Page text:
Words of Hope…
We can accomplish this work only through faith in Christ, by the power of the Spirit of God living within us. Christians will feel sin tempting them, but they will keep up a constant warfare against it. They need Christ’s help to do this. Human weakness unites with divine strength, and faith exclaims, “Thanks be to God, who gives
us the victory through our Lord Jesus Christ” (1 Corinthians 15:57).
The work of sanctification is progressive. When the sinner finds peace with God at conversion, the Christian life has just begun. Now he is to “go on to perfection,” to grow up “to the measure of the stature of the fullness of Christ.” “I press toward the goal for the prize of the upward call of God in Christ Jesus.” (Hebrews 6:1; Ephesians 4:13; Philippians 3:14.)
Those who experience the sanctification of the Bible will be humble. They see how unworthy they are in contrast with the purity and perfection of God. The prophet Daniel was an example of true sanctification. Instead of claiming to be pure and holy, this honored prophet identified himself with the really sinful of Israel as he pleaded before God for his people. (See Daniel 10:11; 9:15, 18, 20.)
Those who walk in the shadow of Calvary’s cross will not exalt themselves or make boastful claims that they are free from sin. They feel that it was their sin that caused the agony that broke the heart of the Son of God, and this thought leads them to deep humility. Those who live closest to Jesus understand most clearly how frail and sinful humanity is, and their only hope is in the merit of a crucified and risen Savior.
The sanctification now gaining notice in the religious world carries a spirit of self-exaltation and a disregard for the law of God that identify it as foreign to the Bible. Those who teach it claim that sanctification happens instantly, and by this means, through “faith alone,” they reach perfect holiness. “Only believe,” they say, “and the blessing is yours.” No further effort is supposed to be required from the receiver. At the same time they deny the authority of God’s law, claiming that they are released from any obligation to keep the commandments. But is it possible to be holy without coming into harmony with the principles that express God’s nature and will?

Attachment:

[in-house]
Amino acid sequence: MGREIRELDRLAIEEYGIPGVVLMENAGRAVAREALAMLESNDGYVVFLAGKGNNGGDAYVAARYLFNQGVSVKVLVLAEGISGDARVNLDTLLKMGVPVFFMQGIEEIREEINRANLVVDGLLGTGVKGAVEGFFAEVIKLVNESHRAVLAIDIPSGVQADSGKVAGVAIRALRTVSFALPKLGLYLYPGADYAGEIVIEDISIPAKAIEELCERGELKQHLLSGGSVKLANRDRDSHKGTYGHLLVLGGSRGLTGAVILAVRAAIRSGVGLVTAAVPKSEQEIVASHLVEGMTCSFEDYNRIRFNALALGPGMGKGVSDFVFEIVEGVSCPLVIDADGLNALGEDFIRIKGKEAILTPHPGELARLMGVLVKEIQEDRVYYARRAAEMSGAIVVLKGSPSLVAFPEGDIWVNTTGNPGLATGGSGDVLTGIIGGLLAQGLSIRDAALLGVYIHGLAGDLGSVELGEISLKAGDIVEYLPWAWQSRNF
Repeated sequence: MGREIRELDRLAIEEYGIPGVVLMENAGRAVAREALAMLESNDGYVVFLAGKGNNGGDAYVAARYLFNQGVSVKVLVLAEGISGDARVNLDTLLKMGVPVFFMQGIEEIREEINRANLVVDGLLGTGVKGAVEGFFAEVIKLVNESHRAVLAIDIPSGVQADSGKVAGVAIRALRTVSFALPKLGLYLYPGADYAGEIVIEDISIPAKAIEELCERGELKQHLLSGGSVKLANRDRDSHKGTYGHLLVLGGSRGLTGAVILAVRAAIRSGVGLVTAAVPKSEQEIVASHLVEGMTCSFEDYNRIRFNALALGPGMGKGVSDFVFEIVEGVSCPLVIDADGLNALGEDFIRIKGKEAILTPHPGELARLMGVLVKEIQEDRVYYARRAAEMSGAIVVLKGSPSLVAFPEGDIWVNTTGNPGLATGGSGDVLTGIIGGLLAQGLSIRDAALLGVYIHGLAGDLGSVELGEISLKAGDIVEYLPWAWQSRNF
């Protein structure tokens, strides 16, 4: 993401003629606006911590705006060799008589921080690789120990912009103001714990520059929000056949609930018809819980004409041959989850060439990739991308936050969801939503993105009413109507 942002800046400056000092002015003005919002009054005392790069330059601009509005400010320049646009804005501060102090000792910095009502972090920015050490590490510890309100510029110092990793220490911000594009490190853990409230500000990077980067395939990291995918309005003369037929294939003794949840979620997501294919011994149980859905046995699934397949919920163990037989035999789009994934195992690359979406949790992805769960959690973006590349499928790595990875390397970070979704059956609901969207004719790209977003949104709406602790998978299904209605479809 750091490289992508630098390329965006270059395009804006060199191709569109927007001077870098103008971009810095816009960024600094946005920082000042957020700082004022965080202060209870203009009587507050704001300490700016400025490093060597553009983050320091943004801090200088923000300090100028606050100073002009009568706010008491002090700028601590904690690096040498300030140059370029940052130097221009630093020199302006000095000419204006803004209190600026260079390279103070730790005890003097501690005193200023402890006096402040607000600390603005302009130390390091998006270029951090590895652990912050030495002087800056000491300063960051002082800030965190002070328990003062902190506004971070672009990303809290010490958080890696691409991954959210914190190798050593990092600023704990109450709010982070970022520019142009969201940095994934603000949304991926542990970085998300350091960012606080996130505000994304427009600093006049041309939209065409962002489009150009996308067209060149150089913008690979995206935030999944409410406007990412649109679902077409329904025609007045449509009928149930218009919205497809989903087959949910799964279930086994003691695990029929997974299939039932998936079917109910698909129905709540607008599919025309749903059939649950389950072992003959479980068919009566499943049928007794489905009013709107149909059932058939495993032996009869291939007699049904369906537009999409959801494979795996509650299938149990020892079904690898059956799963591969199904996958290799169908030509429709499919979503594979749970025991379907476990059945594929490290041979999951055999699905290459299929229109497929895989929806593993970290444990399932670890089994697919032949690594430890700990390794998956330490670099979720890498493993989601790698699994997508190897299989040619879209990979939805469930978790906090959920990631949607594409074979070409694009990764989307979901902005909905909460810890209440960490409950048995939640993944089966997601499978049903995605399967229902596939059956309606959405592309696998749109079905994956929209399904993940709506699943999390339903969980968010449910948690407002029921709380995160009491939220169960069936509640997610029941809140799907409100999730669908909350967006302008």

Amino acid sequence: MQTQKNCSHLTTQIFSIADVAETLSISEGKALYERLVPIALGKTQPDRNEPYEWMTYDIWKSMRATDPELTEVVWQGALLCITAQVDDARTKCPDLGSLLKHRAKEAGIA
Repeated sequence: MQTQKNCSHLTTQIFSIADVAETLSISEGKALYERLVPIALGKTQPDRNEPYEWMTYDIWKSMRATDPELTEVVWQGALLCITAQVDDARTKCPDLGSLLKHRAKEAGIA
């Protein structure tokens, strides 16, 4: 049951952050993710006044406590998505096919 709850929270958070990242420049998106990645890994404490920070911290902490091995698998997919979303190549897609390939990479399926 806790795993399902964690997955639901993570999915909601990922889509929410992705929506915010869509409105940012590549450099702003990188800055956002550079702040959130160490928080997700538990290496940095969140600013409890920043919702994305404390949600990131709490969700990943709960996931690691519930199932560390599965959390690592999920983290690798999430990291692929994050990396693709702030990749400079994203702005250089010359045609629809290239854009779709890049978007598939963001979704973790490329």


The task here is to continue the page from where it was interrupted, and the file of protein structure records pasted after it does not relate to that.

The Word of God testifies against this trap-like doctrine of faith without works. It is not faith that claims God’s favor without complying with the conditions on which He grants mercy. It is presumption. (See James 2:14-24.)
Let none deceive themselves that they can become holy while they willfully violate one of God’s requirements. Known sin silences the witnessing voice of the Spirit and separates the heart from God. Though John dwells so much on love, he does not hesitate to reveal the true character of those who claim to be sanctified while living in violation of God’s law. “He who says, ‘I know Him,’ and does not keep His commandments, is a liar, and the truth is not in him. But whoever keeps His word, truly the love of God is perfected in him” (1 John 2:4, 5). Here is the test of everyone’s profession. If people belittle and make light of God’s law, if they break “one of the least of these commandments” and teach others to do the same (Matthew 5:19), we may know that their claims have no foundation.
The claim to be without sin is evidence that the person who makes this claim is far from holy. Such a one has no true concept of God’s infinite purity and holiness, and of how hateful and evil sin is. The greater the distance between us and Christ, the more righteous we appear in our own eyes.
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Source: Ellen G. White, The Great Hope, pp. 50, 51